Task Force Releases US Gulf Dead Zone Plan

By Brian Ford
Houston ICIS News; June 16 2008


HOUSTON (ICIS news)–A US task force on Monday released an updated plan to reduce the size of the dead zone in the northern Gulf of Mexico, which is caused in part by fertilizer run-off in the Mississippi river.
The Environmental Protection Agency (EPA) update builds upon a 2001 plan and involves state and federal partners in reducing hypoxia, a condition that occurs when chemicals used in fertilizers like phosphates or urea run off into bodies of water and cause the rapid growth of algae, which in turn depletes the oxygen in the water and kills plant and animal life.
Nitrogen and phosphorus run-off in the 31-state watershed has been linked to ecological dead zone in the northern Gulf of Mexico.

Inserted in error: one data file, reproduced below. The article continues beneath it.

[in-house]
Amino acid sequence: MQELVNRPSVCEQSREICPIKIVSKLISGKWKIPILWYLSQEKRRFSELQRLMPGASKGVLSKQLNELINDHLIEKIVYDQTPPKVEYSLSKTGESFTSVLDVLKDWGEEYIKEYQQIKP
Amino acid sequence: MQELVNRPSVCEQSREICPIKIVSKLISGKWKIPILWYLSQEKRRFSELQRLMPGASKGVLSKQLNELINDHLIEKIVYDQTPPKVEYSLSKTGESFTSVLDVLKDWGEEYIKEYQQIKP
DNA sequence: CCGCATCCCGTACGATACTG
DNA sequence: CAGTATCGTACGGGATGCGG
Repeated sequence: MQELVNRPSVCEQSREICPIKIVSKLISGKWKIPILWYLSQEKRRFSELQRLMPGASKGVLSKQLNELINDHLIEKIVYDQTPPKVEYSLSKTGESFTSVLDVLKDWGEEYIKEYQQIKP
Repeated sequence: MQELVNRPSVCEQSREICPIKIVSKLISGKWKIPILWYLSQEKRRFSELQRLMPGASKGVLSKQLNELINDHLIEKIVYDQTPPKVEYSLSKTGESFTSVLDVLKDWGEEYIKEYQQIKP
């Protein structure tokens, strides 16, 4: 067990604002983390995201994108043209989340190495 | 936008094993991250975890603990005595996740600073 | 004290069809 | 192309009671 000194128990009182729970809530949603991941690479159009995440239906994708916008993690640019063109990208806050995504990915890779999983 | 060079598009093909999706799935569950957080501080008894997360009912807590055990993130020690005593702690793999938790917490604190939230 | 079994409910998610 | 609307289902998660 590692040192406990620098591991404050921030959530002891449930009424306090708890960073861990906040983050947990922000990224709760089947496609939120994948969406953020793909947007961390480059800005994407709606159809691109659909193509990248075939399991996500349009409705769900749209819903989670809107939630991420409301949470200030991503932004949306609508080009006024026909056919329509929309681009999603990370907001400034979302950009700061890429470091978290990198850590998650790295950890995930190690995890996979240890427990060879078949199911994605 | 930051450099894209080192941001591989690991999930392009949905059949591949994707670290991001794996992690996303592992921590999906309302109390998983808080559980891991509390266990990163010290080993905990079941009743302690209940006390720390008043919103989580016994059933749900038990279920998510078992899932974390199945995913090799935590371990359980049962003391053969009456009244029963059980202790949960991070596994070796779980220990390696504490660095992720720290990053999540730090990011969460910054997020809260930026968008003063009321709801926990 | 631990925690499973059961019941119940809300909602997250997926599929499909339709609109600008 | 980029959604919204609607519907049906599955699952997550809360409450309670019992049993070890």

In 2007, the measured size of the dead zone was 20,500 km² (7,900 square miles), about the size of the state of Massachusetts, the third largest hypoxic zone since measurements began in 1985, the EPA said.
The plan calls for reducing the five-year average size of the zone to less than 5,000 km² by 2015.
The plan includes fertilizer nutrient management on crop lands.
The nutrient management standard, which is administered by the US Department of Agriculture (USDA) requires farmers to account for all plant-available nutrient sources available or rendered throughout the crop production cycle and to apply only the amount of nutrients needed to maintain nutrient balances.
“Nutrient applications needed to maintain nutrient balances are based on realistic yield expectations and attempt to maximise profitable production,” the plan says.
The plan also takes into account the increased use of crop lands for the production of ethanol.
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By: Brian Ford
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